« Reply #7 on: November 19, 2014, 11:20:31 PM »
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  • Quote from: InfiniteFaith
    .... I am not so sure that God wants us to live in poverty. My priest gave a sermon this last weekend, and said that for some people God does want this. Reason being, is that He wants them to separate from the things of this world. I guess I can kind of see that, but it seems to me like God would want us to live happily and not suffer...especially if we are living holy lives.


    Quote from: Nadir
    Do you read the lives of the saints? because going on your post, you have little understanding of what it is to live the Christian life. There is a lot of ambivalence in your writing.  


    Quote from: InfiniteFaith
    I think you are going too far when you say I have little understanding of living a Christian life.


    I said "going by your post". I have underlined and bolded the sentence which, to me, most points in the direction of lack of understanding. I have already asked certain questions prompted by your words which you did not to respond to - fair enough.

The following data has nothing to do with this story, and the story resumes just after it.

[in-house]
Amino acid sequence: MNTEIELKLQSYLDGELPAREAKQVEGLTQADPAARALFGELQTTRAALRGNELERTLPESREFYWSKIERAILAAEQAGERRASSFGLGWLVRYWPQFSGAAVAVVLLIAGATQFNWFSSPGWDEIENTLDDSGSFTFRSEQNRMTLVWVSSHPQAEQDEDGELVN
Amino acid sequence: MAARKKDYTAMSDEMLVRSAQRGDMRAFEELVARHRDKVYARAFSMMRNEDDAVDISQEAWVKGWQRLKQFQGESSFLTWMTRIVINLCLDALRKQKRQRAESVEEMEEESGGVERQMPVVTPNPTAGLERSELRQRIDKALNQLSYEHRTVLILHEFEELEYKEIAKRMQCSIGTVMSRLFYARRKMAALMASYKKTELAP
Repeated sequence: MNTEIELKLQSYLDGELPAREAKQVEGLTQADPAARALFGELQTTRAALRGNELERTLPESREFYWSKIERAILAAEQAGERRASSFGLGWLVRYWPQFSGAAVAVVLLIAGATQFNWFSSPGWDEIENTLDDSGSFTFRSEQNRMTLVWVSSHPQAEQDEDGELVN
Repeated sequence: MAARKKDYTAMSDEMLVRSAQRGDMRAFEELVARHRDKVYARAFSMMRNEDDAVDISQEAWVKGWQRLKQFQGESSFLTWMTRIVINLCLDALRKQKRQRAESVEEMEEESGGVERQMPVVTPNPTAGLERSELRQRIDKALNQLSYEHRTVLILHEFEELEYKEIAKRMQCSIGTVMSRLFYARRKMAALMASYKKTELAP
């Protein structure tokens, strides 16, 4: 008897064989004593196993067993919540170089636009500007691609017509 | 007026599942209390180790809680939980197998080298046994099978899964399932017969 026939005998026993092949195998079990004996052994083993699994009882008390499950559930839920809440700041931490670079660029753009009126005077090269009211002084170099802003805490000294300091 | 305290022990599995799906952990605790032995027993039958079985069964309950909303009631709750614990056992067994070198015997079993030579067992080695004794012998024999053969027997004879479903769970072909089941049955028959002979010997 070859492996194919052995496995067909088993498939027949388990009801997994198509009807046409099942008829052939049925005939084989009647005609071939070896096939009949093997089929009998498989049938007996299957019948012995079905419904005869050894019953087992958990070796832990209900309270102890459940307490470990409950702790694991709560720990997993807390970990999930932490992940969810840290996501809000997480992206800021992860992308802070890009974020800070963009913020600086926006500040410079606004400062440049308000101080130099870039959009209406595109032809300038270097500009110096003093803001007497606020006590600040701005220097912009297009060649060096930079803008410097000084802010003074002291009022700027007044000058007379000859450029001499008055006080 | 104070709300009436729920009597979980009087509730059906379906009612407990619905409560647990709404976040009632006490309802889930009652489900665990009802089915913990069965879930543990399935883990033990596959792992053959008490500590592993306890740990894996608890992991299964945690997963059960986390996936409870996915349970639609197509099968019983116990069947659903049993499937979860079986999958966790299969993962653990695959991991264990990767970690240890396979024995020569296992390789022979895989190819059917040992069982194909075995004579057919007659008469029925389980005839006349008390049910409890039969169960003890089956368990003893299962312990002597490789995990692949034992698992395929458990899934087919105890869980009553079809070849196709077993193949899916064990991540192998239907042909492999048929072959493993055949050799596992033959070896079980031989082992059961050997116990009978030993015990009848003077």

Those bolded words are saying to me that you don't understand the meaning and purpose of suffering in the Christian life. Your words have a protestant ring to them in that you seem to equate  happiness with not suffering, and prosperity with God's blessing. This is not the way the saints saw it, which is why I asked "do you read the lives of the saints?"

    The Second Person of the Blessed Trinity, Jesus Himself, was born into a poor family in a stable, had no where to lay his head. Jesus said "Take up your cross and follow Me" so how can you say that "it seems to me like God would want us to live happily and not suffer'.

    Do you read the Gospels?


    Offline copticruiser

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    What kind of lifestyle should we aim for?
    « Reply #8 on: November 21, 2014, 01:50:33 AM »
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  • Good to be back, life can consume u at times.